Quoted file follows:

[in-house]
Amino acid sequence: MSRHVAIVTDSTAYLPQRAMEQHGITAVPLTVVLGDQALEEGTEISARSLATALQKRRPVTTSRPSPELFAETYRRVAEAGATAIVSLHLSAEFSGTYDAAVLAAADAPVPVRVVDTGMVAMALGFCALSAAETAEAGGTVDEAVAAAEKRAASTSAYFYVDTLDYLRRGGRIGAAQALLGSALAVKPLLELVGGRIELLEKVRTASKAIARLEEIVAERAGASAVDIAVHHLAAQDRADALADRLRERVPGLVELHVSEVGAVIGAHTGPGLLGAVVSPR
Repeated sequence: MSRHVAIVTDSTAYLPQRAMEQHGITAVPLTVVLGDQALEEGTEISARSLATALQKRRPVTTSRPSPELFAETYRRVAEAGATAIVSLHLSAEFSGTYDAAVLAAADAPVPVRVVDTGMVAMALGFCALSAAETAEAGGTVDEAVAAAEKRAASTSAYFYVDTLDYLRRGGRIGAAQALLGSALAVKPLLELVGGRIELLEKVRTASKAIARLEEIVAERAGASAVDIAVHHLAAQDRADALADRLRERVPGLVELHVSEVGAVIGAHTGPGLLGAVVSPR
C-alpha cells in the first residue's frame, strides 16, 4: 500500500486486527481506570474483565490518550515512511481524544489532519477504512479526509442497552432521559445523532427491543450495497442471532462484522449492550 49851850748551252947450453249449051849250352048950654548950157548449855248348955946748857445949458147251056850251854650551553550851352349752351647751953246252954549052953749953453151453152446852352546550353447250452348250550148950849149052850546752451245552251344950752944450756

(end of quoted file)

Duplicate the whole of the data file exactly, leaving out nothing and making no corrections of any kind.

[in-house]
Amino acid sequence: MSRHVAIVTDSTAYLPQRAMEQHGITAVPLTVVLGDQALEEGTEISARSLATALQKRRPVTTSRPSPELFAETYRRVAEAGATAIVSLHLSAEFSGTYDAAVLAAADAPVPVRVVDTGMVAMALGFCALSAAETAEAGGTVDEAVAAAEKRAASTSAYFYVDTLDYLRRGGRIGAAQALLGSALAVKPLLELVGGRIELLEKVRTASKAIARLEEIVAERAGASAVDIAVHHLAAQDRADALADRLRERVPGLVELHVSEVGAVIGAHTGPGLLGAVVSPR
Repeated sequence: MSRHVAIVTDSTAYLPQRAMEQHGITAVPLTVVLGDQALEEGTEISARSLATALQKRRPVTTSRPSPELFAETYRRVAEAGATAIVSLHLSAEFSGTYDAAVLAAADAPVPVRVVDTGMVAMALGFCALSAAETAEAGGTVDEAVAAAEKRAASTSAYFYVDTLDYLRRGGRIGAAQALLGSALAVKPLLELVGGRIELLEKVRTASKAIARLEEIVAERAGASAVDIAVHHLAAQDRADALADRLRERVPGLVELHVSEVGAVIGAHTGPGLLGAVVSPR
C-alpha cells in the first residue's frame, strides 16, 4: 500500500486486527481506570474483565490518550515512511481524544489532519477504512479526509442497552432521559445523532427491543450495497442471532462484522449492550 49851850748551252947450453249449051849250352048950654548950157548449855248348955946748857445949458147251056850251854650551553550851352349752351647751953246252954549052953749953453151453152446852352546550353447250452348250550148950849149052850546752451245552251344950752944450756